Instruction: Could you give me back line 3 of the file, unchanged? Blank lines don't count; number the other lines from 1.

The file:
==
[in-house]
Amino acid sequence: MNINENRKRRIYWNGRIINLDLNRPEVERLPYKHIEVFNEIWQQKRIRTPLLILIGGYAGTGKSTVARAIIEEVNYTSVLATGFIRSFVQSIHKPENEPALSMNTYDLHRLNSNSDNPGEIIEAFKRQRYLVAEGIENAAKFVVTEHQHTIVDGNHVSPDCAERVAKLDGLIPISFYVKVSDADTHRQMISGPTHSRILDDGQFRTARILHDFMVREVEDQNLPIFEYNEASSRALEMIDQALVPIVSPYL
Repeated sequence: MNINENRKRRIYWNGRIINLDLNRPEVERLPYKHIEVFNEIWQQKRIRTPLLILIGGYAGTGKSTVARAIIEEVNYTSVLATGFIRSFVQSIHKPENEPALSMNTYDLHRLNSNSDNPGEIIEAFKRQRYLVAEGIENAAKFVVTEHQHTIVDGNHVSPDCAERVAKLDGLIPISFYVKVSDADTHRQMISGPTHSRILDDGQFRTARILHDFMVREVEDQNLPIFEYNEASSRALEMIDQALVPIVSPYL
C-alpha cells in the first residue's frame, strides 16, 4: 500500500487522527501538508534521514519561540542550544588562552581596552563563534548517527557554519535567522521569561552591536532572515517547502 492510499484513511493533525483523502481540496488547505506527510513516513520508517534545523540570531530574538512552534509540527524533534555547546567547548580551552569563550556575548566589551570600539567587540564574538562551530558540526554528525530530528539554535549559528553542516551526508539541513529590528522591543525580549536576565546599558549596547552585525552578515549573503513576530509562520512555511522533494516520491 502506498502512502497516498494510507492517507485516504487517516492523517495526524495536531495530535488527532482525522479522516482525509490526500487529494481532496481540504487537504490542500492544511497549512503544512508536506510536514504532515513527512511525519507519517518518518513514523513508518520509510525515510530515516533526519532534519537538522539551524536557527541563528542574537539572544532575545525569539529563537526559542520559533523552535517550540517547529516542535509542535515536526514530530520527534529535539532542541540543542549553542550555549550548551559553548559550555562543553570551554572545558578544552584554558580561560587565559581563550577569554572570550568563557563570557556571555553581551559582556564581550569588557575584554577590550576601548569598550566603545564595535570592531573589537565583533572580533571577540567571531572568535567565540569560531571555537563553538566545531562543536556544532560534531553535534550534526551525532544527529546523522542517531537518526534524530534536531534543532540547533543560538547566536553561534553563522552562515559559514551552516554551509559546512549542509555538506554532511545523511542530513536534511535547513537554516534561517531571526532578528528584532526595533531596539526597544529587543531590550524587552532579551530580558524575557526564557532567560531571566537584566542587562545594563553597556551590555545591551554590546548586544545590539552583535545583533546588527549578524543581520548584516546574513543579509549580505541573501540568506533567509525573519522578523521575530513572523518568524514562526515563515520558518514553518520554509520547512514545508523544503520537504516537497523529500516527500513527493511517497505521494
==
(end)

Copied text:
Repeated sequence: MNINENRKRRIYWNGRIINLDLNRPEVERLPYKHIEVFNEIWQQKRIRTPLLILIGGYAGTGKSTVARAIIEEVNYTSVLATGFIRSFVQSIHKPENEPALSMNTYDLHRLNSNSDNPGEIIEAFKRQRYLVAEGIENAAKFVVTEHQHTIVDGNHVSPDCAERVAKLDGLIPISFYVKVSDADTHRQMISGPTHSRILDDGQFRTARILHDFMVREVEDQNLPIFEYNEASSRALEMIDQALVPIVSPYL